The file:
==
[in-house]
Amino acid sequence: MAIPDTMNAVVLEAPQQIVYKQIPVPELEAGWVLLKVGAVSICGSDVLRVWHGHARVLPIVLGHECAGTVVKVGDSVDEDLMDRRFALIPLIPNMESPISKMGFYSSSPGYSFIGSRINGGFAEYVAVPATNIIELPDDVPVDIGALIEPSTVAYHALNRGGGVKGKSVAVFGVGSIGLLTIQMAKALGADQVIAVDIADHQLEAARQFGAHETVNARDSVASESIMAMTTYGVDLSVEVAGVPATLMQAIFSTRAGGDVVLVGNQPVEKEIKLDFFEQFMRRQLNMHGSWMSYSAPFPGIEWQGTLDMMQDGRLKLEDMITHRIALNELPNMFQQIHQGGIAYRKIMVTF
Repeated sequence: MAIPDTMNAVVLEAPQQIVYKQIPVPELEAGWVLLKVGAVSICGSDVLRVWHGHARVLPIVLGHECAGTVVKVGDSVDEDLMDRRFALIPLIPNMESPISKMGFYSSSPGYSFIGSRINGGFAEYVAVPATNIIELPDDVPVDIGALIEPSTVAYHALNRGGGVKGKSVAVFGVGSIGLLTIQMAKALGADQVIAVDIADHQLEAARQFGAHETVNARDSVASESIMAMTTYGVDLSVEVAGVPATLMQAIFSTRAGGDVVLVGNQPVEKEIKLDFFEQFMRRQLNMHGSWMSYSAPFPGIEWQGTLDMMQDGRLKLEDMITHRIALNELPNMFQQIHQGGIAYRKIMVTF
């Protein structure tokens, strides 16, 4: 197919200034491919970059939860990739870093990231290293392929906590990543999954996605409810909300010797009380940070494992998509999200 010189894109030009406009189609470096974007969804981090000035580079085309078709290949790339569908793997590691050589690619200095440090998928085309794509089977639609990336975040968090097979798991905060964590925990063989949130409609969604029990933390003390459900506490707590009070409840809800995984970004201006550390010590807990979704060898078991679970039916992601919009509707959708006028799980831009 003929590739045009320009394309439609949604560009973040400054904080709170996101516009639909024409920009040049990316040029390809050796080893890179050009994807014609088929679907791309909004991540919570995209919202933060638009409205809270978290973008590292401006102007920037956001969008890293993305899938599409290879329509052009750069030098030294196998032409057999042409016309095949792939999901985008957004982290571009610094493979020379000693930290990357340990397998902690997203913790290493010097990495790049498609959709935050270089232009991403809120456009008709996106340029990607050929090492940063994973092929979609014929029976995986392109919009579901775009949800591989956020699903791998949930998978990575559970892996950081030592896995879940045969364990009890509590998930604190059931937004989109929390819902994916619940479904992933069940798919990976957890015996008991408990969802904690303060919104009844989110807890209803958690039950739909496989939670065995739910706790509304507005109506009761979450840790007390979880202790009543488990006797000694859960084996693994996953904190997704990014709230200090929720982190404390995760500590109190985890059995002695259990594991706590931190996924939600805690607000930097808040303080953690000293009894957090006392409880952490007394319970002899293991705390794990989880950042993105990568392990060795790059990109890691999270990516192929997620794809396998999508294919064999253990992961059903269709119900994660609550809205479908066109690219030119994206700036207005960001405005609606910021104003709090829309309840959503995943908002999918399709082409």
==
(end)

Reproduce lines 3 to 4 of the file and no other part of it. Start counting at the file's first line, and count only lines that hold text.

Repeated sequence: MAIPDTMNAVVLEAPQQIVYKQIPVPELEAGWVLLKVGAVSICGSDVLRVWHGHARVLPIVLGHECAGTVVKVGDSVDEDLMDRRFALIPLIPNMESPISKMGFYSSSPGYSFIGSRINGGFAEYVAVPATNIIELPDDVPVDIGALIEPSTVAYHALNRGGGVKGKSVAVFGVGSIGLLTIQMAKALGADQVIAVDIADHQLEAARQFGAHETVNARDSVASESIMAMTTYGVDLSVEVAGVPATLMQAIFSTRAGGDVVLVGNQPVEKEIKLDFFEQFMRRQLNMHGSWMSYSAPFPGIEWQGTLDMMQDGRLKLEDMITHRIALNELPNMFQQIHQGGIAYRKIMVTF
């Protein structure tokens, strides 16, 4: 197919200034491919970059939860990739870093990231290293392929906590990543999954996605409810909300010797009380940070494992998509999200 010189894109030009406009189609470096974007969804981090000035580079085309078709290949790339569908793997590691050589690619200095440090998928085309794509089977639609990336975040968090097979798991905060964590925990063989949130409609969604029990933390003390459900506490707590009070409840809800995984970004201006550390010590807990979704060898078991679970039916992601919009509707959708006028799980831009 003929590739045009320009394309439609949604560009973040400054904080709170996101516009639909024409920009040049990316040029390809050796080893890179050009994807014609088929679907791309909004991540919570995209919202933060638009409205809270978290973008590292401006102007920037956001969008890293993305899938599409290879329509052009750069030098030294196998032409057999042409016309095949792939999901985008957004982290571009610094493979020379000693930290990357340990397998902690997203913790290493010097990495790049498609959709935050270089232009991403809120456009008709996106340029990607050929090492940063994973092929979609014929029976995986392109919009579901775009949800591989956020699903791998949930998978990575559970892996950081030592896995879940045969364990009890509590998930604190059931937004989109929390819902994916619940479904992933069940798919990976957890015996008991408990969802904690303060919104009844989110807890209803958690039950739909496989939670065995739910706790509304507005109506009761979450840790007390979880202790009543488990006797000694859960084996693994996953904190997704990014709230200090929720982190404390995760500590109190985890059995002695259990594991706590931190996924939600805690607000930097808040303080953690000293009894957090006392409880952490007394319970002899293991705390794990989880950042993105990568392990060795790059990109890691999270990516192929997620794809396998999508294919064999253990992961059903269709119900994660609550809205479908066109690219030119994206700036207005960001405005609606910021104003709090829309309840959503995943908002999918399709082409």